In northern Chile, lower-plane patch P1 is located between plate segments ~22–32 under the offshore forearc (Fig. 2). These segments show the maximum cumulative fault lengths and exposed fault areas in the trench and outer-rise region. Furthermore, they show the highest variation in fault trends and highest number of intersecting faults due to the coexistence of new bend faults and reactivated spreading-related faults. The increase in fault density and magnitude of faulting (cf. Fig.8) may well lead to an increase in the volume of faulted and damaged rock, especially around the fault intersections (Fig. 9). Activation of the new bend faults and the reactivated spreading-related faults during large intraplate events likely enhances the circulation of water down to a depth around the 270 °C isotherm in the mantle, where serpentinization is expected to be fastest (Billen et al., 2007; Obana et al., 2012; Iyer et al., 2012).

Patch P1 further coincides with a group of at least 15 major seamounts on the oceanic plate that seem to trend along the southeastern flank of the Iquique Ridge (Fig. 8). It has been suggested that these seamounts represent the unsubducted conjugate of the Austral Plateau on the Pacific plate (Gutscher et al., 1999). This would argue for the presence of additional seamounts under the offshore forearc and coastal area of northern Chile (i.e., where patches P1 and P2 are located). The downdip continuity of these two lower-plane patches into a region of markedly increased seismicity >20 km below the slab surface inside the highly active belt of intermediate depth seismicity between 80 and 120 km depth (Fig. 2) may outline a larger-scale structure of elevated deep hydration, possibly represented by the Austral Plateau, that has been subducted over a long time scale. Elevated b-values within these patches further support the notion of locally increased hydration.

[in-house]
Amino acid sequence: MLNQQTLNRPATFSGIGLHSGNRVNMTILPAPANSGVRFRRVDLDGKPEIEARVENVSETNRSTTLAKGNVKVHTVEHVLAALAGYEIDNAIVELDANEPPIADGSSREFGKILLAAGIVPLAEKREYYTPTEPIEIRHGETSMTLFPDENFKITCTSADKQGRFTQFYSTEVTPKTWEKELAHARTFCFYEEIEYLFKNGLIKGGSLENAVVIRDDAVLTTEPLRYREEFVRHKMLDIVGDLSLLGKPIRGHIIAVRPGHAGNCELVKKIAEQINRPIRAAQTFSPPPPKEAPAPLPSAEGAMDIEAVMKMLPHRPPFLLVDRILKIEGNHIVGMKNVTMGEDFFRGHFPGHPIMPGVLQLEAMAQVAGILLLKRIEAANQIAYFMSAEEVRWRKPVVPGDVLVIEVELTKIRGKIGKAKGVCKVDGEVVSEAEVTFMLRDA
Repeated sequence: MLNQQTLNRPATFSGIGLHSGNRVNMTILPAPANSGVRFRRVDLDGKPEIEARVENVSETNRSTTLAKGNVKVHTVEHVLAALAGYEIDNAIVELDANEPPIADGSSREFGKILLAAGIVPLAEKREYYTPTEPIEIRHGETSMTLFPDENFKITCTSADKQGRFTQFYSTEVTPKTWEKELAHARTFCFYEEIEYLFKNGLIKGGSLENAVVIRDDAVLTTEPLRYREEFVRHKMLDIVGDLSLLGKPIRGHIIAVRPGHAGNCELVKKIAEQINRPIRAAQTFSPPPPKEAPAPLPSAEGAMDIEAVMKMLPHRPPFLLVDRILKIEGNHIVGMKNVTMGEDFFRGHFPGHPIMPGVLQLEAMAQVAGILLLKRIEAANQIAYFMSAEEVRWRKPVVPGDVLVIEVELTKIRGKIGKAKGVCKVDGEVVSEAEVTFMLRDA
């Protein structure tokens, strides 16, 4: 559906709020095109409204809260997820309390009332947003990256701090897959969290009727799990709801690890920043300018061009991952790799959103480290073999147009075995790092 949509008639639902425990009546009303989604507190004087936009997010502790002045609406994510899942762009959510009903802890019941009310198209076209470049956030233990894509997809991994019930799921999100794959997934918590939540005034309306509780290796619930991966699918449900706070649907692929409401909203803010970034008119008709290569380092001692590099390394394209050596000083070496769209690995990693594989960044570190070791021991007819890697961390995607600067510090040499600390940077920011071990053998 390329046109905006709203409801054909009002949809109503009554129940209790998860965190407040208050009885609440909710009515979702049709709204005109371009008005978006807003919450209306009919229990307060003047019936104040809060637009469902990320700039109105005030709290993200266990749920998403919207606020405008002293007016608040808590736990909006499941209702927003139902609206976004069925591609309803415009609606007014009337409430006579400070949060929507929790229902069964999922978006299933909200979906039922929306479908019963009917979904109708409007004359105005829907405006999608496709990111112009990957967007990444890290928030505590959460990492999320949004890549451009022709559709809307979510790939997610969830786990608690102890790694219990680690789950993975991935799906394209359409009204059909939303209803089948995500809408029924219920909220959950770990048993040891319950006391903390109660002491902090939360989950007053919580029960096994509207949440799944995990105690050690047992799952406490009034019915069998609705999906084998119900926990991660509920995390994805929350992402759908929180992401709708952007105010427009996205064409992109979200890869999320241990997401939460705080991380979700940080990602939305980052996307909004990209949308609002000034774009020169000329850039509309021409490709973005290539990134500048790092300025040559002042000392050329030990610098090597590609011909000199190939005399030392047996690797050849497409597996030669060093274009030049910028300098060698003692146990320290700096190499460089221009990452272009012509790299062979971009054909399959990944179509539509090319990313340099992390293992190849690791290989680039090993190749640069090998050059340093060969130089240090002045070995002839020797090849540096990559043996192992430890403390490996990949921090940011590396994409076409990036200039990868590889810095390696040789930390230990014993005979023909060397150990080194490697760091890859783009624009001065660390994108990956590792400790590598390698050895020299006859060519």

A linear chain of large seamounts (i.e., the Joban Seamount Chain) is also observed at the southwestern corner of the Japan Trench subduction zone. Here, the seamounts subduct at the southern edge of lower-plane patch P1 (Fig. 3). On the oceanic plate, the Joban Seamount Chain is flanked on its northern side by an ~100-km-wide zone where the coexistence of new bend faults (strike direction 340°–040°) and reactivated spreading-related faults (strike direction 040°–080°) leads to an increase in fault intersections (X and Y nodes; Fig.5). As a consequence, faulting is taken up equally by new bend faults and spreading-related faults. In contrast, farther to the southwest (plate segments 0–10) as well as to the northeast (segments 40–60), bending-induced deformation is almost solely accommodated by new bend faults. Projected into the subduction zone, the zone of active and intersecting faults on the northern flank of the Joban Seamount Chain correlates with a wide region of enhanced lower-plane activity (patch P1; Fig.3).